A Guide to Your Medical History
We’ve all been at the doctor’s office when the questions arise. They come up like a flood, in rapid fire, and are immediately disorienting. Please share your medical history. Oh, you had this test? With whom, and what were the results, please go by date? Don’t have exact details? That’s fine, we’ll simply have to do without the important information.
Yes, your medical history matters—but meeting a new provider doesn’t need to be so stressful. An ounce of preparation is worth a pound of cure. Patient advocates on Solace help take the mysteries out of your medical history and take on the time-consuming process of digging up and verifying your health information, securely. Whether you’re searching for a new primary care provider or a specialist, it’s important for you as an individual to understand how your medical history is critical to your future health.
Looking to put together a comprehensive medical record yourself? Here are a few things to know:
Key items to prepare:
1. Chronic health issues
This includes anything for which you’ve been medically evaluated by a doctor, or any issue that’s being considered on an ongoing basis. You’ll want to include as much as you can about your illness, including the timing of when it started, any ongoing concerns, relative improvement or deterioration in symptoms, and changes in the overall issue presentation. If you have past health problems that were at one time chronic but no longer are, it’s important to include those as well.
Make a thorough list of all your medications, past and present. It’s important to be as deliberate as possible on this. Start with medications you’re currently taking, and also share any medications that you’re allergic to, had a bad reaction to, or that simply didn’t work. You should also list any medications that you’ve been prescribed in the past, even if they were simple and worked. A detailed medication history helps your provider know which options may work best for you going forward.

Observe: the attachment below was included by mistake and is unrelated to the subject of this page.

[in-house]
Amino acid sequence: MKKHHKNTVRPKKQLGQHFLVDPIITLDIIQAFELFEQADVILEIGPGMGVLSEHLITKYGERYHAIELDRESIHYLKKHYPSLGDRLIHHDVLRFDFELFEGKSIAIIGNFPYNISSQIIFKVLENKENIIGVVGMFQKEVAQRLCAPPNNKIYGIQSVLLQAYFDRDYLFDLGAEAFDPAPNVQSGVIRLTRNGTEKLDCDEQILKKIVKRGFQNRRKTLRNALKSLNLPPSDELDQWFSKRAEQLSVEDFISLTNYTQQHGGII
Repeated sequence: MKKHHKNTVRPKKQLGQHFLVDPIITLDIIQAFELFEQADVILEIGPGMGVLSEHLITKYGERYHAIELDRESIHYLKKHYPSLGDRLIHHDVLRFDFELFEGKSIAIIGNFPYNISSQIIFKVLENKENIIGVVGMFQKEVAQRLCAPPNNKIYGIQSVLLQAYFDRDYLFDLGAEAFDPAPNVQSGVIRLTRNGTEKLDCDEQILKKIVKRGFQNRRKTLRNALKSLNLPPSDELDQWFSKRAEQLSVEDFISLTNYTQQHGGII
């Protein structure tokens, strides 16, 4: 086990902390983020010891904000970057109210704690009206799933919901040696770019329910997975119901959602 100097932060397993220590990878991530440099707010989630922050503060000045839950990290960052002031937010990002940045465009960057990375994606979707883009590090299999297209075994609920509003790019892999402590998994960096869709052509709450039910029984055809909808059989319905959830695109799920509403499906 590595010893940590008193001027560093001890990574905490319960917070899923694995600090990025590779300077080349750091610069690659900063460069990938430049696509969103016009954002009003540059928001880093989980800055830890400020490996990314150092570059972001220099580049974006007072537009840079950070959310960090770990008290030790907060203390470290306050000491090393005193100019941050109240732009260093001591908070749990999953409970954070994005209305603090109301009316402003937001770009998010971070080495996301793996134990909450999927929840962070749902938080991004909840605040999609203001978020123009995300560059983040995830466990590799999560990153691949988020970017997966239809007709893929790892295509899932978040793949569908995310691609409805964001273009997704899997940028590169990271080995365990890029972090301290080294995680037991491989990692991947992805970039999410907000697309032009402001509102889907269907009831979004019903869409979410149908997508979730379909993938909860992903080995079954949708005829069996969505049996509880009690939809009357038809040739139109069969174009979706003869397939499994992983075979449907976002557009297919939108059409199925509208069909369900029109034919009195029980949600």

3. Lab results
These are generally urine and blood tests, full or partial panels. They don’t have to be particularly recent, either; any lab tests you’ve had within the last few years will be helpful. Make sure to bring any repeat or flagged results. Looking at your lab results over time will help paint a better picture than any one test in isolation.
4. Radiology and imaging
Similar to lab results, you’ll want to bring any radiology or imaging you’ve ever had performed. The date range is less relevant here, so you should consider going back a decade or more and bring anything you have—, even if your result ended up being considered completely clean.
5. Other medical diagnostics
This could include biopsies, EKG results, and any report that doesn’t fit neatly into labs or imaging. If you have reports related to the diagnosis or management of a current condition, those will be particularly useful to your new physician.
6. Hospital and emergency department reports